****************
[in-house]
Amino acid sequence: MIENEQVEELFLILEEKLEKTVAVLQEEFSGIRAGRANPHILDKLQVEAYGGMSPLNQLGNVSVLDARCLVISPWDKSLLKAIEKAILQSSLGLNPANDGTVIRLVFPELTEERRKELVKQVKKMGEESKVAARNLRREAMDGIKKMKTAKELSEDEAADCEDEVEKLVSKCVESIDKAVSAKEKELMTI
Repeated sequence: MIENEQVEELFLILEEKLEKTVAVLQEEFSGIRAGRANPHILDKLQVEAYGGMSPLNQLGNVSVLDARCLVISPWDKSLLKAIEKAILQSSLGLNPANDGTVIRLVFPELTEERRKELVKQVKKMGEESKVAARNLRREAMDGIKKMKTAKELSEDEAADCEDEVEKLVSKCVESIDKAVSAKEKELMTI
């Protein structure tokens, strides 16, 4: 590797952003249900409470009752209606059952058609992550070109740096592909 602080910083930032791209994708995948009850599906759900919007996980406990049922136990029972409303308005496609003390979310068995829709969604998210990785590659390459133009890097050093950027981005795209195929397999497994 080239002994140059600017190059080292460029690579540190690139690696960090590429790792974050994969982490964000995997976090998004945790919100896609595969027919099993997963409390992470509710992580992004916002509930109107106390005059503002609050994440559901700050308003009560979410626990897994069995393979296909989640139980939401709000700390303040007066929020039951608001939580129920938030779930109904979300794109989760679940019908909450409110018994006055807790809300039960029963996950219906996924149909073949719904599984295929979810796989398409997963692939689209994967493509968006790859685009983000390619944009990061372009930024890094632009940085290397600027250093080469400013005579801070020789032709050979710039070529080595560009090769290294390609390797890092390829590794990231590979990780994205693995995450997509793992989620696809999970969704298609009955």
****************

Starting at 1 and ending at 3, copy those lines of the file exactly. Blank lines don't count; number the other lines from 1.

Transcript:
[in-house]
Amino acid sequence: MIENEQVEELFLILEEKLEKTVAVLQEEFSGIRAGRANPHILDKLQVEAYGGMSPLNQLGNVSVLDARCLVISPWDKSLLKAIEKAILQSSLGLNPANDGTVIRLVFPELTEERRKELVKQVKKMGEESKVAARNLRREAMDGIKKMKTAKELSEDEAADCEDEVEKLVSKCVESIDKAVSAKEKELMTI
Repeated sequence: MIENEQVEELFLILEEKLEKTVAVLQEEFSGIRAGRANPHILDKLQVEAYGGMSPLNQLGNVSVLDARCLVISPWDKSLLKAIEKAILQSSLGLNPANDGTVIRLVFPELTEERRKELVKQVKKMGEESKVAARNLRREAMDGIKKMKTAKELSEDEAADCEDEVEKLVSKCVESIDKAVSAKEKELMTI